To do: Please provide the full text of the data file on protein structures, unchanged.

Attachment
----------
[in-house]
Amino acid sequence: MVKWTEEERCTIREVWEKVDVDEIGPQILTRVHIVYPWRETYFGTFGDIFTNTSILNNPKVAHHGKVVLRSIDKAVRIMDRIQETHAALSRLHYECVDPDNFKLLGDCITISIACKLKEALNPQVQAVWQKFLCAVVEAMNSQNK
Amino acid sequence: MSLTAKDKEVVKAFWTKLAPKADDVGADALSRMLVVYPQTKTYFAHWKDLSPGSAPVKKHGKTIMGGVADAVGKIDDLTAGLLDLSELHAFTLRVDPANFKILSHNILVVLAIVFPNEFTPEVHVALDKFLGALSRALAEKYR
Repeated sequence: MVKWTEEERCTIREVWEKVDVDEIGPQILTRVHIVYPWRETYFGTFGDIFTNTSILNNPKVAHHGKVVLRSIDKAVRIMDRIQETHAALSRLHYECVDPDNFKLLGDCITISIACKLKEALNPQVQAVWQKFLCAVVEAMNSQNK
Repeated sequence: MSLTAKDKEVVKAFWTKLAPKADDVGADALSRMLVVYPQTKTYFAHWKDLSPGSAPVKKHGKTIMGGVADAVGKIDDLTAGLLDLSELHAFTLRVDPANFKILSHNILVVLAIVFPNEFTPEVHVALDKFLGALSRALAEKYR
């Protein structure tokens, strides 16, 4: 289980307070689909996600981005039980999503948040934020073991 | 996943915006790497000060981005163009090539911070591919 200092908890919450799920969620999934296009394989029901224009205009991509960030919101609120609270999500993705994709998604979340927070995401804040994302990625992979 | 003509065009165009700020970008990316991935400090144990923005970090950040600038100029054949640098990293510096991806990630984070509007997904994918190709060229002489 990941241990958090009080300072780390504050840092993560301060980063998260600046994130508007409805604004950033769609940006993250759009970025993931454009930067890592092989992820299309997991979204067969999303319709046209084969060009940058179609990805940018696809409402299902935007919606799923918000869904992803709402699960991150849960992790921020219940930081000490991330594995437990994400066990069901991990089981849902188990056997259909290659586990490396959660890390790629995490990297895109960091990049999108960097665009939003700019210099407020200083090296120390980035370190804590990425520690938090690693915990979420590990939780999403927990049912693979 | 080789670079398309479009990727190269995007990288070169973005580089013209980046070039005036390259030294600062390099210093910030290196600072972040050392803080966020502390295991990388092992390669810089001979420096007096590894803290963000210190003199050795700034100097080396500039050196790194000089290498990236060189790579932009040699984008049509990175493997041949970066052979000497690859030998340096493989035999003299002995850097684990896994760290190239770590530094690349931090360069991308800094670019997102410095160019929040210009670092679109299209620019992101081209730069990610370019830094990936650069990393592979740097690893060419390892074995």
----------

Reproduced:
[in-house]
Amino acid sequence: MVKWTEEERCTIREVWEKVDVDEIGPQILTRVHIVYPWRETYFGTFGDIFTNTSILNNPKVAHHGKVVLRSIDKAVRIMDRIQETHAALSRLHYECVDPDNFKLLGDCITISIACKLKEALNPQVQAVWQKFLCAVVEAMNSQNK
Amino acid sequence: MSLTAKDKEVVKAFWTKLAPKADDVGADALSRMLVVYPQTKTYFAHWKDLSPGSAPVKKHGKTIMGGVADAVGKIDDLTAGLLDLSELHAFTLRVDPANFKILSHNILVVLAIVFPNEFTPEVHVALDKFLGALSRALAEKYR
Repeated sequence: MVKWTEEERCTIREVWEKVDVDEIGPQILTRVHIVYPWRETYFGTFGDIFTNTSILNNPKVAHHGKVVLRSIDKAVRIMDRIQETHAALSRLHYECVDPDNFKLLGDCITISIACKLKEALNPQVQAVWQKFLCAVVEAMNSQNK
Repeated sequence: MSLTAKDKEVVKAFWTKLAPKADDVGADALSRMLVVYPQTKTYFAHWKDLSPGSAPVKKHGKTIMGGVADAVGKIDDLTAGLLDLSELHAFTLRVDPANFKILSHNILVVLAIVFPNEFTPEVHVALDKFLGALSRALAEKYR
């Protein structure tokens, strides 16, 4: 289980307070689909996600981005039980999503948040934020073991 | 996943915006790497000060981005163009090539911070591919 200092908890919450799920969620999934296009394989029901224009205009991509960030919101609120609270999500993705994709998604979340927070995401804040994302990625992979 | 003509065009165009700020970008990316991935400090144990923005970090950040600038100029054949640098990293510096991806990630984070509007997904994918190709060229002489 990941241990958090009080300072780390504050840092993560301060980063998260600046994130508007409805604004950033769609940006993250759009970025993931454009930067890592092989992820299309997991979204067969999303319709046209084969060009940058179609990805940018696809409402299902935007919606799923918000869904992803709402699960991150849960992790921020219940930081000490991330594995437990994400066990069901991990089981849902188990056997259909290659586990490396959660890390790629995490990297895109960091990049999108960097665009939003700019210099407020200083090296120390980035370190804590990425520690938090690693915990979420590990939780999403927990049912693979 | 080789670079398309479009990727190269995007990288070169973005580089013209980046070039005036390259030294600062390099210093910030290196600072972040050392803080966020502390295991990388092992390669810089001979420096007096590894803290963000210190003199050795700034100097080396500039050196790194000089290498990236060189790579932009040699984008049509990175493997041949970066052979000497690859030998340096493989035999003299002995850097684990896994760290190239770590530094690349931090360069991308800094670019997102410095160019929040210009670092679109299209620019992101081209730069990610370019830094990936650069990393592979740097690893060419390892074995």